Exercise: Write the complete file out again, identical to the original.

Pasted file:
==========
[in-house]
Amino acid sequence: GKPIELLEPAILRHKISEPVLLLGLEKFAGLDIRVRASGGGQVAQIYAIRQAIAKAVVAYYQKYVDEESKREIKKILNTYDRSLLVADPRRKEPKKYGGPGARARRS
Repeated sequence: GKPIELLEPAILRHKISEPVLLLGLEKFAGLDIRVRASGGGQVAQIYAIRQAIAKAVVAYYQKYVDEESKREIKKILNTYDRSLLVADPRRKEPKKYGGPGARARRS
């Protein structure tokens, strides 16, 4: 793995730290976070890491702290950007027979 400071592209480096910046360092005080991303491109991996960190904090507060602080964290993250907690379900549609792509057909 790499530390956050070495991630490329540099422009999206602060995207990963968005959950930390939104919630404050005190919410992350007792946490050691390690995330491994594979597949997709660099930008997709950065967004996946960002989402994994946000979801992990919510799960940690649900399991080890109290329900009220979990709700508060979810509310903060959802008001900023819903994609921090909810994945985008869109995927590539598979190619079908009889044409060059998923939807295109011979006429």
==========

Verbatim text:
[in-house]
Amino acid sequence: GKPIELLEPAILRHKISEPVLLLGLEKFAGLDIRVRASGGGQVAQIYAIRQAIAKAVVAYYQKYVDEESKREIKKILNTYDRSLLVADPRRKEPKKYGGPGARARRS
Repeated sequence: GKPIELLEPAILRHKISEPVLLLGLEKFAGLDIRVRASGGGQVAQIYAIRQAIAKAVVAYYQKYVDEESKREIKKILNTYDRSLLVADPRRKEPKKYGGPGARARRS
């Protein structure tokens, strides 16, 4: 793995730290976070890491702290950007027979 400071592209480096910046360092005080991303491109991996960190904090507060602080964290993250907690379900549609792509057909 790499530390956050070495991630490329540099422009999206602060995207990963968005959950930390939104919630404050005190919410992350007792946490050691390690995330491994594979597949997709660099930008997709950065967004996946960002989402994994946000979801992990919510799960940690649900399991080890109290329900009220979990709700508060979810509310903060959802008001900023819903994609921090909810994945985008869109995927590539598979190619079908009889044409060059998923939807295109011979006429």